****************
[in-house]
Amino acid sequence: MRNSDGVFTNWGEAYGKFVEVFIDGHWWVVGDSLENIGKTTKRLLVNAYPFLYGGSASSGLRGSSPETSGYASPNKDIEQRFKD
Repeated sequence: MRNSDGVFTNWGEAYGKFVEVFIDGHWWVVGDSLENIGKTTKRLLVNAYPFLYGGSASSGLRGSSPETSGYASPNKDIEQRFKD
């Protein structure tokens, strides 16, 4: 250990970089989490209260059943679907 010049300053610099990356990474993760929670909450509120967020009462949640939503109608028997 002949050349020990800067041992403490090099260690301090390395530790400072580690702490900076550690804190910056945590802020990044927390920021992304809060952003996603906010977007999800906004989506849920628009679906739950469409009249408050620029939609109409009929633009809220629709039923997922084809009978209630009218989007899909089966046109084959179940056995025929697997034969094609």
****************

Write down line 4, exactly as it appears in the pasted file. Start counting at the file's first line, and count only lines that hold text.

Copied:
């Protein structure tokens, strides 16, 4: 250990970089989490209260059943679907 010049300053610099990356990474993760929670909450509120967020009462949640939503109608028997 002949050349020990800067041992403490090099260690301090390395530790400072580690702490900076550690804190910056945590802020990044927390920021992304809060952003996603906010977007999800906004989506849920628009679906739950469409009249408050620029939609109409009929633009809220629709039923997922084809009978209630009218989007899909089966046109084959179940056995025929697997034969094609």